Apart from a lot of other things, Mizoram offers a unique opportunity to witness one of many miracles of nature – Rih-Dil; a heart-shaped lake situated at the border of India and Myanmar.
To reach there you have to take a taxi from Champhai to Zokhawthar which runs from 6 am to 11 am at intervals of 30 minutes. Daily direct taxis are available from Aizawl to reach Champhai. From Zokhawthar, you can cross the border on foot and if you have time, you can walk further to reach Rih-Dil.
My plan of crossing the border on foot and walking to Rih-Dil was trashed by the sweet sleep offered by the comfortable bed-quilt combo. So I took the 9 am taxi instead of the 6 am one and thus started my ever-memorable journey to Myanmar. My first stop – Zokhawthar. Zokhawthar is a small town about 30 kms from Champhai. But don’t let the distance fool you, the roads are so treacherous that it takes at least 1.5 hours to reach there, and for me, those 1.5 hours seemed like an eternity.
I reached Zokhawthar around 10 am. The locals in Champhai had told me two important things about Zokhawthar:

  • You can hire a motorcycle guy in Rs. 150-200 (to and fro) from the taxi stand to take you to Rih-Dil.
  • You should not forget to take the contact number of the motorcycle guy because at the times they drop you at the lake but then don’t come back to pick you.

So the next task in hand was to hire a motorcycle to take me to Rih-Dil across the border. Crossing the border is the easy part; the tricky part is to get the motorcycle in reasonable rates. Due to rains and no availability I had to pay 300 rupees. I felt cheated but going that far and not seeing the lake would have been such a waste.
John, the motorcycle guy, told me that he would take me to Rih-Dil, I could stay and roam around for a couple of hours and then he would take me back.

India and Myanmar are separated by a river at this side of the border. There is a bridge which is a no-man’s land. At the Myanmar side of the border I was asked to submit a photo id in original. The security guard gave me a puzzled look when I asked for a receipt for my id submission but John dragged me out of the office saying they don’t give one and there is nothing to worry about. I came out of the check post thinking how differently things run here, yet I wasn’t surprised.
John kick started the bike and I grabbed the pillion seat. From the border, it’s just a 15-20 minutes ride to Rih-Dil. On our way to the lake, John told me an interesting folktale about Rih-Dil: A long time ago, there was a girl, Rih-i in the Mizo village of Natchhawng. Rih-i had a younger sister who was killed by their father because their stepmother didn’t like her. Rih-i resurrected her sister with the help of a holy spirit. When her sister came back to life, she was tired and thirsty and to quench her thirst, Rih-i turned herself into a water body with the same magical spell. That water body is now called the Rih-Dil lake. The word ‘Dil’ (literal meaning: heart) represents the shape of the lake.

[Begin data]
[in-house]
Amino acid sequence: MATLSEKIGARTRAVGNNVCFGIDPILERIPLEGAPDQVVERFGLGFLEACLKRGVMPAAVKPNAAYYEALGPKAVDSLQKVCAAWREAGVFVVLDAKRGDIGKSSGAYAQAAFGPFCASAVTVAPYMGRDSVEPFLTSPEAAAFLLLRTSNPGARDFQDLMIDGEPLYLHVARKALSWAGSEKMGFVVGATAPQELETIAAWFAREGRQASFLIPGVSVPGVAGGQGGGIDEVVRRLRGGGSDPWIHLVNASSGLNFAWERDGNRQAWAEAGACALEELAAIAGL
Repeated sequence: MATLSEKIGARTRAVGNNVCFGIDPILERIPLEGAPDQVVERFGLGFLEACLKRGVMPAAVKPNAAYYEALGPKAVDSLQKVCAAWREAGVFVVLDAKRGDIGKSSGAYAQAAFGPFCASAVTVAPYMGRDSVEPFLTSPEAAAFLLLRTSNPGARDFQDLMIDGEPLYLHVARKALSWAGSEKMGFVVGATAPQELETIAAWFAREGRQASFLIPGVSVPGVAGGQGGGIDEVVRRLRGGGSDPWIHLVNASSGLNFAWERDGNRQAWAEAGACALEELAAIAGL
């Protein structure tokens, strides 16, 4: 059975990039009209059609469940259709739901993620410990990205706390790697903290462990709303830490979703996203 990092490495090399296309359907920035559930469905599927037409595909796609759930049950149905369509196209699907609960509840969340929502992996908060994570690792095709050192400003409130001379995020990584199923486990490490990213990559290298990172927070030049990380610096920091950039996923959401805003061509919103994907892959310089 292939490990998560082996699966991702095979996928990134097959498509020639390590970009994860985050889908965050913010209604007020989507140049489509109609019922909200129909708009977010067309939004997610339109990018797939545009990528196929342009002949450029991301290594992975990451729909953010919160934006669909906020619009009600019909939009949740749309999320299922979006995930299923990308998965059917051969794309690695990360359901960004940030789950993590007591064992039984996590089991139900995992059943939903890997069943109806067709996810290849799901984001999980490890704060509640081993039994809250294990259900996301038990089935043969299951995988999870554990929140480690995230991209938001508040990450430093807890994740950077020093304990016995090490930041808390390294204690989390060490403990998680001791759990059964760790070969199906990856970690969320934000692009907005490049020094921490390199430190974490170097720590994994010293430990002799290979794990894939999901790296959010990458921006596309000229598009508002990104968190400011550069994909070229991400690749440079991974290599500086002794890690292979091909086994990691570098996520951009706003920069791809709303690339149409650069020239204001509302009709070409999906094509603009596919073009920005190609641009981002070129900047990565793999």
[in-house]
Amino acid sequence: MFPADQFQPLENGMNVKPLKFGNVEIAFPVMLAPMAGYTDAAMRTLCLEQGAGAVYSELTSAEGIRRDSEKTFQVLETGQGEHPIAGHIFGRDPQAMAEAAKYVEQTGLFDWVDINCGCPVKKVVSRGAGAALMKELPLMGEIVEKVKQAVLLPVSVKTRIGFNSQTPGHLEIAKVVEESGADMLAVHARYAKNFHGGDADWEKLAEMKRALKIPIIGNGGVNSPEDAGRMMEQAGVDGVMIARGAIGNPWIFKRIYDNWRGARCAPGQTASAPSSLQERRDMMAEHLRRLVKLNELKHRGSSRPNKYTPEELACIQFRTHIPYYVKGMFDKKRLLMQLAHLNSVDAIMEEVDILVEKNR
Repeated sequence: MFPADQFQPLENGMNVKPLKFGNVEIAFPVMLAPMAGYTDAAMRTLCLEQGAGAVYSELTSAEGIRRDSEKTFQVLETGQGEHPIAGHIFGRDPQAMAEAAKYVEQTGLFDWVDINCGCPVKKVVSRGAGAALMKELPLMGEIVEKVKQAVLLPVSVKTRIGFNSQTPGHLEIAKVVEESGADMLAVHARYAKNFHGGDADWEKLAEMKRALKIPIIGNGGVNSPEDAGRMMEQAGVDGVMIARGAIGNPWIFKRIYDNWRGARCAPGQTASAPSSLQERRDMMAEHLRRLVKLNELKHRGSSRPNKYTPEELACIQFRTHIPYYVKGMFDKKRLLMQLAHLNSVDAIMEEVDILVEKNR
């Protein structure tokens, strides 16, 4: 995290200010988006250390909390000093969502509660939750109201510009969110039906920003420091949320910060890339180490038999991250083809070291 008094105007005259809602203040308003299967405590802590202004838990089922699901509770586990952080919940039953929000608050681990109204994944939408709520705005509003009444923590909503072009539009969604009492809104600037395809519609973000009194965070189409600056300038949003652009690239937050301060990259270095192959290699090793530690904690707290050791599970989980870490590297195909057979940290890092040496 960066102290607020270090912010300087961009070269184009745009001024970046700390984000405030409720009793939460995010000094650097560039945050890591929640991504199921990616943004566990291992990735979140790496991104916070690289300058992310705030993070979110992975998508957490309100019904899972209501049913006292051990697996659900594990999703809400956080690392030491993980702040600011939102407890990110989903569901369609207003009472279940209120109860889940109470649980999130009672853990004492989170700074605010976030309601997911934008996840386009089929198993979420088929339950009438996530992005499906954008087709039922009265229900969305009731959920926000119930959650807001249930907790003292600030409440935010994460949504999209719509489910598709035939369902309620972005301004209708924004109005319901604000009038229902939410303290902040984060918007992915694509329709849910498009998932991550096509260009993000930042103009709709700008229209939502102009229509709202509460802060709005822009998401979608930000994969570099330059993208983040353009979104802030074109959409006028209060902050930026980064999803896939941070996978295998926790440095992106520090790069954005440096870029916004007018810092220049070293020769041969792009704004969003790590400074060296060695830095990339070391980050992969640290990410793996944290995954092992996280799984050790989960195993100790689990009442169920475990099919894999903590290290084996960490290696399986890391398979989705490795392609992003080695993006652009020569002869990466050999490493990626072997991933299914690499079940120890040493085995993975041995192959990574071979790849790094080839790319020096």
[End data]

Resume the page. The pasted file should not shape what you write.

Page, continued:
Kaladan river separating India (right) and Myanmar (left).

I took a stop to buy some water and there I met a middle aged man who told me another myth related to the lake. According to the ancestors of local Mizo tribes, this lake was a corridor to their heaven. Every soul travelling to heaven must pass through this lake. After listening to the lore, I felt lucky to have come this far in flesh and bones.
From that shop I decided to walk to the lake. With each step, the lake was getting closer but the view was restricted due to heavy vegetation on the lake side of the road. I was walking very carefully because the road was full of mud and was very slippery. I didn’t even realize when I got to the lake.

The hills have parted to harbor this enchanting lake, secretly hidden by tall trees on one side and hills on the other.
The hills, the clouds and the pristine blue water triggered the daydreams I was holding onto for so long. That old wooden bench under the big tree right by the lake had its cracks filled with stories and daydreams. And without any hesitation, I added mine.  The moment was whole, but I wasn’t. The lake reminded me of someone who had walked into my life recently. It reminded me of her deep, blue eyes. And there I was, sitting on that bench with my eyes chasing that lone duckling in the lake, giving words to our imaginary conversations. I wished she was there with me to hold my hands and we would talk about how fascinated she is by hydrogen clouds because star gazing is her favorite amusement during night-time and how Sylvia Plath inspires her to believe in her own story and how she secretly cries every time she thinks about Sylvia’s tragic death and that chocolate chip cookies are the best thing that happened to humanity ever…
I was a thousand miles away from her but yet she was there with me on that bench. She was just telling me why she likes her chocolate donuts with a scoop of vanilla ice-cream when I heard someone calling my name, “Sunny! The last taxi to Champhai leaves in 30 mins. Time to go.” It was John.
I picked up my daypack thinking about how things work in mysterious ways. I would love to see how this mystery unfolds. I asked John to let me drive and he was more than happy to switch seats. The moment I started the bike, John started telling me another story. I don’t remember the story; I was lost in my dream.
What I do remember is that I looked back at that picture-perfect setting to bid good bye!

(A quirky fact for booze lovers out there, you would love the easily accessible joints about 100 meters before the lake. You can find cheap beer and cigarettes; so you can enjoy a puff while communing with the scenery.)

Rih-Dil, the heart shaped lake.




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